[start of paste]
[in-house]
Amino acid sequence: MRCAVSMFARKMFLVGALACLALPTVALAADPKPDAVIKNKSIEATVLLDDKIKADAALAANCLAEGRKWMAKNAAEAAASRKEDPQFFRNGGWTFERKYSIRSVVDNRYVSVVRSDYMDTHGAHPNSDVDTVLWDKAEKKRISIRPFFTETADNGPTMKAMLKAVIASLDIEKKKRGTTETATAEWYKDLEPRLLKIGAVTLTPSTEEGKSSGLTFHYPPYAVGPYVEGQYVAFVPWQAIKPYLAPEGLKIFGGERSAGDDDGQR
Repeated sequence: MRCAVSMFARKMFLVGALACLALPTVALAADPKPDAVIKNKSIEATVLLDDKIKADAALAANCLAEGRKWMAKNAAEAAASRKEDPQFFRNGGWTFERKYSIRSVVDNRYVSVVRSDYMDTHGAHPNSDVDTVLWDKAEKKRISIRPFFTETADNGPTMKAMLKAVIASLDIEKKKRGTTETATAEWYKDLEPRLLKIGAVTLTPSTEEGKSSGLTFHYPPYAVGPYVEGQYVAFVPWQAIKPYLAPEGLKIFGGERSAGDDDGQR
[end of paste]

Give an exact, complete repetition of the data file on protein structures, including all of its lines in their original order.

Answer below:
[in-house]
Amino acid sequence: MRCAVSMFARKMFLVGALACLALPTVALAADPKPDAVIKNKSIEATVLLDDKIKADAALAANCLAEGRKWMAKNAAEAAASRKEDPQFFRNGGWTFERKYSIRSVVDNRYVSVVRSDYMDTHGAHPNSDVDTVLWDKAEKKRISIRPFFTETADNGPTMKAMLKAVIASLDIEKKKRGTTETATAEWYKDLEPRLLKIGAVTLTPSTEEGKSSGLTFHYPPYAVGPYVEGQYVAFVPWQAIKPYLAPEGLKIFGGERSAGDDDGQR
Repeated sequence: MRCAVSMFARKMFLVGALACLALPTVALAADPKPDAVIKNKSIEATVLLDDKIKADAALAANCLAEGRKWMAKNAAEAAASRKEDPQFFRNGGWTFERKYSIRSVVDNRYVSVVRSDYMDTHGAHPNSDVDTVLWDKAEKKRISIRPFFTETADNGPTMKAMLKAVIASLDIEKKKRGTTETATAEWYKDLEPRLLKIGAVTLTPSTEEGKSSGLTFHYPPYAVGPYVEGQYVAFVPWQAIKPYLAPEGLKIFGGERSAGDDDGQR